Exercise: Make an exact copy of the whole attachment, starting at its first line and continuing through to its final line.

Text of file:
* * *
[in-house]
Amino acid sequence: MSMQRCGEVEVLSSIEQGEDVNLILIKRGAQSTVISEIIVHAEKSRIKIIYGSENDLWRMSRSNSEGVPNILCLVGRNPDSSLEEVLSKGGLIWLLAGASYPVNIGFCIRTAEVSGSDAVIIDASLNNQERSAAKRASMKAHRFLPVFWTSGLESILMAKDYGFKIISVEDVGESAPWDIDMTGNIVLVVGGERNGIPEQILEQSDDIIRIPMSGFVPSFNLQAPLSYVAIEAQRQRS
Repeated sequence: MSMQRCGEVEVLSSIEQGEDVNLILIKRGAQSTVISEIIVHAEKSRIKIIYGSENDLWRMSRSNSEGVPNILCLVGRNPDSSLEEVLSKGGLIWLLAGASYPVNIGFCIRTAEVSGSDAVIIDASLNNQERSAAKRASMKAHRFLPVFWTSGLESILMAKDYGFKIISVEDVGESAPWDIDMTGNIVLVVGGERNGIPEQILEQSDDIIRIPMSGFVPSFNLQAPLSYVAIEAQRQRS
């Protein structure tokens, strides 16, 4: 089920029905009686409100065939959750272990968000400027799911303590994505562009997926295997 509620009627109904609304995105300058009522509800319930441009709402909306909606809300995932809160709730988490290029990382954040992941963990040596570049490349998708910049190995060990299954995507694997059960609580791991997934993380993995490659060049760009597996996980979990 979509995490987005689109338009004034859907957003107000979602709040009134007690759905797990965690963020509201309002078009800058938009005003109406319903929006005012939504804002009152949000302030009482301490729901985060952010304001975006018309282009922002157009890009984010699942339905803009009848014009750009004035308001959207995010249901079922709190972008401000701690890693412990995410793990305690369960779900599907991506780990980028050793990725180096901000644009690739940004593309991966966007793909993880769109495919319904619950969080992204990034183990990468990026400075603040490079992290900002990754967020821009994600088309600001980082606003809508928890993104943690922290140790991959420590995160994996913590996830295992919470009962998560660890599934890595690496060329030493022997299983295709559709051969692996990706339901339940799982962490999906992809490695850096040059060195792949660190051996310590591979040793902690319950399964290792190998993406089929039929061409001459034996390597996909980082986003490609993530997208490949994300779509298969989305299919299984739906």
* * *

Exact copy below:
[in-house]
Amino acid sequence: MSMQRCGEVEVLSSIEQGEDVNLILIKRGAQSTVISEIIVHAEKSRIKIIYGSENDLWRMSRSNSEGVPNILCLVGRNPDSSLEEVLSKGGLIWLLAGASYPVNIGFCIRTAEVSGSDAVIIDASLNNQERSAAKRASMKAHRFLPVFWTSGLESILMAKDYGFKIISVEDVGESAPWDIDMTGNIVLVVGGERNGIPEQILEQSDDIIRIPMSGFVPSFNLQAPLSYVAIEAQRQRS
Repeated sequence: MSMQRCGEVEVLSSIEQGEDVNLILIKRGAQSTVISEIIVHAEKSRIKIIYGSENDLWRMSRSNSEGVPNILCLVGRNPDSSLEEVLSKGGLIWLLAGASYPVNIGFCIRTAEVSGSDAVIIDASLNNQERSAAKRASMKAHRFLPVFWTSGLESILMAKDYGFKIISVEDVGESAPWDIDMTGNIVLVVGGERNGIPEQILEQSDDIIRIPMSGFVPSFNLQAPLSYVAIEAQRQRS
């Protein structure tokens, strides 16, 4: 089920029905009686409100065939959750272990968000400027799911303590994505562009997926295997 509620009627109904609304995105300058009522509800319930441009709402909306909606809300995932809160709730988490290029990382954040992941963990040596570049490349998708910049190995060990299954995507694997059960609580791991997934993380993995490659060049760009597996996980979990 979509995490987005689109338009004034859907957003107000979602709040009134007690759905797990965690963020509201309002078009800058938009005003109406319903929006005012939504804002009152949000302030009482301490729901985060952010304001975006018309282009922002157009890009984010699942339905803009009848014009750009004035308001959207995010249901079922709190972008401000701690890693412990995410793990305690369960779900599907991506780990980028050793990725180096901000644009690739940004593309991966966007793909993880769109495919319904619950969080992204990034183990990468990026400075603040490079992290900002990754967020821009994600088309600001980082606003809508928890993104943690922290140790991959420590995160994996913590996830295992919470009962998560660890599934890595690496060329030493022997299983295709559709051969692996990706339901339940799982962490999906992809490695850096040059060195792949660190051996310590591979040793902690319950399964290792190998993406089929039929061409001459034996390597996909980082986003490609993530997208490949994300779509298969989305299919299984739906």